Wavering on Waivers—Bad Boy/Bad Actor Waivers Under Federal and State Law (Part 4)

Seeking a Waiver From the SEC

Notwithstanding Commissioner Gallagher’s comments to the contrary, on March 13, 2015, the SEC Division of Corporation Finance issued updated guidance for persons seeking “Waivers of Disqualification under Regulation A and Rules 505 and 506 of Regulation D.” The guidance makes it clear that waivers will be treated separately from any enforcement proceeding that results in the disqualification and will be considered by the Division of Corporation Finance’s Office of Small Business Policy rather than by enforcement. When considering a waiver

request, the guidance advises that the Division will consider the following factors, with the understanding that no single factor will be dispositive:  

  • Who was responsible for the misconduct and what role the bad actor or actors have or had with respect to the party seeking the waiver. Depending on the circumstances and the conduct at issue, if misconduct committed by one or more individuals resulted in the waiver applicant’s disqualification, and the applicant removes or terminates its association with those individuals, the Division would generally view such actions taken as favorable to the waiver request.  
  • Whether the misconduct occurred over an extended period or whether it was an isolated instance.  
  • What remedial measures the party seeking the waiver has taken to address the misconduct, when those remedial measures began, and whether those measures are likely to prevent a recurrence of the misconduct and mitigate the possibility of future violations.  
  • The severity of the impact on the issuer or third parties, such as investors, clients or customers, if the waiver request is not granted, and weigh any such impact against the facts and circumstances relating to the misconduct to assess whether disqualification would be a disproportionate hardship in the light of the parties involved in, and the nature of, the misconduct.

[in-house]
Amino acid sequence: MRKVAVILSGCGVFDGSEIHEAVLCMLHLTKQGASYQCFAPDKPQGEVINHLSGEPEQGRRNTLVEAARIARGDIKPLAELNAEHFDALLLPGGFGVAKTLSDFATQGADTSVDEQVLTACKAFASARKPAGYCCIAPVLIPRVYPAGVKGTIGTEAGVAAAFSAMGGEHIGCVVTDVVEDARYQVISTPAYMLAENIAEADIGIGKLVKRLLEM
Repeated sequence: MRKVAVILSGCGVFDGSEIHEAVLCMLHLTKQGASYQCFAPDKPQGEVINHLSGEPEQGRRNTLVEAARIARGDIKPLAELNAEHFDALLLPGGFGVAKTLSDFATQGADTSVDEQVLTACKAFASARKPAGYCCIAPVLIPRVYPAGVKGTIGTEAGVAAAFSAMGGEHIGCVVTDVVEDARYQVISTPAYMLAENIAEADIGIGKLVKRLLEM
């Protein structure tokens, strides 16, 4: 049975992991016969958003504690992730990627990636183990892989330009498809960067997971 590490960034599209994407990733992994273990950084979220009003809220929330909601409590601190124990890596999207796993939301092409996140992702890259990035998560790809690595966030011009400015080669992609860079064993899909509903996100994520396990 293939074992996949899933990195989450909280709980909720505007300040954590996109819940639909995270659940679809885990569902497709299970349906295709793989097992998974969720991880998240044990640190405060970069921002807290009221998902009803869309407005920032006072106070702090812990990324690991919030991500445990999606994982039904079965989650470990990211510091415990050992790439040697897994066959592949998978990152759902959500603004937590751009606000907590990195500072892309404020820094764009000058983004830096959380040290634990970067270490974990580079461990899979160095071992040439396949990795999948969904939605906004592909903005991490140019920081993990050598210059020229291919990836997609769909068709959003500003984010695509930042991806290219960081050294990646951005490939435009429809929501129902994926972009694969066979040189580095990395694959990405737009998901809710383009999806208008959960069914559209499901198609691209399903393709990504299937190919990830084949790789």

In Colorado

Like securities regulators in many states, the Colorado Securities Commissioner has the authority to issue cease and desist orders under C.R.S. §11-51-606(1.5), seek injunction under § 11-51-602, refer actions for criminal enforcement under § 11-51-603, or seek civil enforcement under § 11-51-604(14). Depending on how they are worded, orders issued by the Securities Commissioner or by a court in a state enforcement action may, or may not, fit within the Bad Actor Provisions of Rule 506(d). 


It is important for Colorado lawyers when working with clients before the SEC and the Colorado Division of Securities (or the securities agency of any other state) to understand that waivers may be separate from the enforcement discussion. Many, if not most, enforcement actions are resolved by consent, without a hearing or a trial. If defense counsel in a securities enforcement proceeding in a federal or state forum is not familiar with the Bad Boy and Bad Actor Provisions, the sanctions against a respondent can be much more severe than the language of the eventual order. Disqualification from capital raising Rules 505 or 506, or from the Colorado Crowdfunding Act (when available), can be an unexpected consequence of a consensual settlement. 

Furthermore, where Colorado has specific Bad Actor Provisions (such as those included in proposed H.B. 15-1246, the Colorado Crowdfunding Act), a federal waiver may not be sufficient to avoid disqualification under state law. Where the discussions with the SEC or with the State Division of Securities are likely to result in sanctions which may result in disqualification from various capital raising alternatives under federal or state law, counsel and their

clients should consider the ramifications before agreeing to any consensual order. That would be the time to discuss waivers and the concern that a federal waiver may not be sufficient under state law. Perhaps the concerns can be dealt with by limiting the language of the order; perhaps a waiver from the SEC and applicable state authorities will be required. The respondent should understand these issues before consenting to any sanction. 

Reprinted from The Colorado Bar Association, Business Law Section, May 2015

Herrick Lidstone